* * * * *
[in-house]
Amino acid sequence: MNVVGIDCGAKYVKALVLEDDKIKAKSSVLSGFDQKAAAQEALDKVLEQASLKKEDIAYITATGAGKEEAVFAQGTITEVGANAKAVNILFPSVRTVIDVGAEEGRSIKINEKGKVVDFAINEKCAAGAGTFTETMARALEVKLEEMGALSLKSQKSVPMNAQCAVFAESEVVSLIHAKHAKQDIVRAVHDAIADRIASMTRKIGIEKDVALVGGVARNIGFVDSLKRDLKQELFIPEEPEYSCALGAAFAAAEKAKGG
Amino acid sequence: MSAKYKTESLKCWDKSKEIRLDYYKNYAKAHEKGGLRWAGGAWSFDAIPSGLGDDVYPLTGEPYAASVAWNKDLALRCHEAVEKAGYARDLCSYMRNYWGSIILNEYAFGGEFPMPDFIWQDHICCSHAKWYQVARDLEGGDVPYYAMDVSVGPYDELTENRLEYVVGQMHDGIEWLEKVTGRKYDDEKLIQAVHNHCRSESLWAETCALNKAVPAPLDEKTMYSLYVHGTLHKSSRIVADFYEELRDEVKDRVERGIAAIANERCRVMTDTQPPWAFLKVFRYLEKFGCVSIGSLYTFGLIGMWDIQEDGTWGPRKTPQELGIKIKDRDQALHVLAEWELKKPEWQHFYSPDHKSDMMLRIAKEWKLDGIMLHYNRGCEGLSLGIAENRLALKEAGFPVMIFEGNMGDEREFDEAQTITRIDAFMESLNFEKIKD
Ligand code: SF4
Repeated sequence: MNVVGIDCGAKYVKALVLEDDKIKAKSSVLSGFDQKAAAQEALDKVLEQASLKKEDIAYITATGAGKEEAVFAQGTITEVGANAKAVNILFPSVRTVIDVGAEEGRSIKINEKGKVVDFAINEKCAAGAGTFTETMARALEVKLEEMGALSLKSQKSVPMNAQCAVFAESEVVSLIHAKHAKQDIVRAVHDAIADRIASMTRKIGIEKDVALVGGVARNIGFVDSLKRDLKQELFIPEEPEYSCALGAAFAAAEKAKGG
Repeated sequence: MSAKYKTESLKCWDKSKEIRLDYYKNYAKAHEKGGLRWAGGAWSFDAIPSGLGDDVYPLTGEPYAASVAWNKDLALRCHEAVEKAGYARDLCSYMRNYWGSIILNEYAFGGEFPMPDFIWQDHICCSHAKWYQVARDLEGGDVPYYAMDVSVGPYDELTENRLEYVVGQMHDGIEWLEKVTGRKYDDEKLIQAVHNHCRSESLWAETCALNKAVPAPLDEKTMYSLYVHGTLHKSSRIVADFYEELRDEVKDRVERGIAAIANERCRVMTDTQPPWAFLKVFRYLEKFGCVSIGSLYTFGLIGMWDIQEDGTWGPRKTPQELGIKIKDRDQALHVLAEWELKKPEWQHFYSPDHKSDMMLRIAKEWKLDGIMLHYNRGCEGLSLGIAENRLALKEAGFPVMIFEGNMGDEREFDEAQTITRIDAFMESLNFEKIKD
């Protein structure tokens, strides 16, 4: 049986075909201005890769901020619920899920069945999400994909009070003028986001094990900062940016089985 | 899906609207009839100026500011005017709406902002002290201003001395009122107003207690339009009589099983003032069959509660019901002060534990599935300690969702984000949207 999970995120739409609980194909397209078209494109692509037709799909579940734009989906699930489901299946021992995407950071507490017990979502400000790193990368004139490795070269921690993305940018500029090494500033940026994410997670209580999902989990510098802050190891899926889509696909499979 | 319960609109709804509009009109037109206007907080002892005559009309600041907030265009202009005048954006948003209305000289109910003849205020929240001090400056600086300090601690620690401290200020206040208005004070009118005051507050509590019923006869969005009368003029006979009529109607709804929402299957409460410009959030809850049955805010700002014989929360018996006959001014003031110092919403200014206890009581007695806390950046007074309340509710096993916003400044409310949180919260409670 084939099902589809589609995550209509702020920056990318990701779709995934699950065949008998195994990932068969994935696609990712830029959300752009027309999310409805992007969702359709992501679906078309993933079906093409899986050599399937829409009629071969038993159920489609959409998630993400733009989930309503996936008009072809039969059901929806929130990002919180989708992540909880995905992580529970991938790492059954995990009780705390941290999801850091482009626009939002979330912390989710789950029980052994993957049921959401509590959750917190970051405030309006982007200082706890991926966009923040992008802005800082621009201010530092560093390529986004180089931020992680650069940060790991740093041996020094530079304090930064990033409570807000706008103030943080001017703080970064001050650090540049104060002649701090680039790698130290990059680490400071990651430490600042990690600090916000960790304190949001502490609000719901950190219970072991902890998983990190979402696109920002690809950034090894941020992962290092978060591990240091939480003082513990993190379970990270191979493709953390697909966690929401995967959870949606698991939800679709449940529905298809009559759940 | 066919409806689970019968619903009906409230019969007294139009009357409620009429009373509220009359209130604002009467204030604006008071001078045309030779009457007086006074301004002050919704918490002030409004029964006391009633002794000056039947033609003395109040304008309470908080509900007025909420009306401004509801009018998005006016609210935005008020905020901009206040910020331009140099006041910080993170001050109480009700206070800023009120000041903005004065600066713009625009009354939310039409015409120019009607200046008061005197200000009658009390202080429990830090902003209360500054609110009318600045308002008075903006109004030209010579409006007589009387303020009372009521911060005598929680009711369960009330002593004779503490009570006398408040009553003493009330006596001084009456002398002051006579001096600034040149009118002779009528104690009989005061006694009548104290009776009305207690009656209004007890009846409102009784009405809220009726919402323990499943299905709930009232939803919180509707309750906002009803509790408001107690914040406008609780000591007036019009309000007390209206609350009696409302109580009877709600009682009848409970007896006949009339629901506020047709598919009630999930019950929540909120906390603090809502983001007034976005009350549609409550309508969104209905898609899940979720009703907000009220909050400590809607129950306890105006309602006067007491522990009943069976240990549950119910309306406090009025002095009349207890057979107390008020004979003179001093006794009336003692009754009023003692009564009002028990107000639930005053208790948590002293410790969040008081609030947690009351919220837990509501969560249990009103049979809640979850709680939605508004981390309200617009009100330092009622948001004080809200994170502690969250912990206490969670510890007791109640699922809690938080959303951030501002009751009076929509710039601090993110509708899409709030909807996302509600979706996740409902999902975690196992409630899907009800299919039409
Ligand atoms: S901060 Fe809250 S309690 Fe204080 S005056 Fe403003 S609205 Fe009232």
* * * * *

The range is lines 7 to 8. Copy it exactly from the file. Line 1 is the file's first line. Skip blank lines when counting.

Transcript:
């Protein structure tokens, strides 16, 4: 049986075909201005890769901020619920899920069945999400994909009070003028986001094990900062940016089985 | 899906609207009839100026500011005017709406902002002290201003001395009122107003207690339009009589099983003032069959509660019901002060534990599935300690969702984000949207 999970995120739409609980194909397209078209494109692509037709799909579940734009989906699930489901299946021992995407950071507490017990979502400000790193990368004139490795070269921690993305940018500029090494500033940026994410997670209580999902989990510098802050190891899926889509696909499979 | 319960609109709804509009009109037109206007907080002892005559009309600041907030265009202009005048954006948003209305000289109910003849205020929240001090400056600086300090601690620690401290200020206040208005004070009118005051507050509590019923006869969005009368003029006979009529109607709804929402299957409460410009959030809850049955805010700002014989929360018996006959001014003031110092919403200014206890009581007695806390950046007074309340509710096993916003400044409310949180919260409670 084939099902589809589609995550209509702020920056990318990701779709995934699950065949008998195994990932068969994935696609990712830029959300752009027309999310409805992007969702359709992501679906078309993933079906093409899986050599399937829409009629071969038993159920489609959409998630993400733009989930309503996936008009072809039969059901929806929130990002919180989708992540909880995905992580529970991938790492059954995990009780705390941290999801850091482009626009939002979330912390989710789950029980052994993957049921959401509590959750917190970051405030309006982007200082706890991926966009923040992008802005800082621009201010530092560093390529986004180089931020992680650069940060790991740093041996020094530079304090930064990033409570807000706008103030943080001017703080970064001050650090540049104060002649701090680039790698130290990059680490400071990651430490600042990690600090916000960790304190949001502490609000719901950190219970072991902890998983990190979402696109920002690809950034090894941020992962290092978060591990240091939480003082513990993190379970990270191979493709953390697909966690929401995967959870949606698991939800679709449940529905298809009559759940 | 066919409806689970019968619903009906409230019969007294139009009357409620009429009373509220009359209130604002009467204030604006008071001078045309030779009457007086006074301004002050919704918490002030409004029964006391009633002794000056039947033609003395109040304008309470908080509900007025909420009306401004509801009018998005006016609210935005008020905020901009206040910020331009140099006041910080993170001050109480009700206070800023009120000041903005004065600066713009625009009354939310039409015409120019009607200046008061005197200000009658009390202080429990830090902003209360500054609110009318600045308002008075903006109004030209010579409006007589009387303020009372009521911060005598929680009711369960009330002593004779503490009570006398408040009553003493009330006596001084009456002398002051006579001096600034040149009118002779009528104690009989005061006694009548104290009776009305207690009656209004007890009846409102009784009405809220009726919402323990499943299905709930009232939803919180509707309750906002009803509790408001107690914040406008609780000591007036019009309000007390209206609350009696409302109580009877709600009682009848409970007896006949009339629901506020047709598919009630999930019950929540909120906390603090809502983001007034976005009350549609409550309508969104209905898609899940979720009703907000009220909050400590809607129950306890105006309602006067007491522990009943069976240990549950119910309306406090009025002095009349207890057979107390008020004979003179001093006794009336003692009754009023003692009564009002028990107000639930005053208790948590002293410790969040008081609030947690009351919220837990509501969560249990009103049979809640979850709680939605508004981390309200617009009100330092009622948001004080809200994170502690969250912990206490969670510890007791109640699922809690938080959303951030501002009751009076929509710039601090993110509708899409709030909807996302509600979706996740409902999902975690196992409630899907009800299919039409
Ligand atoms: S901060 Fe809250 S309690 Fe204080 S005056 Fe403003 S609205 Fe009232």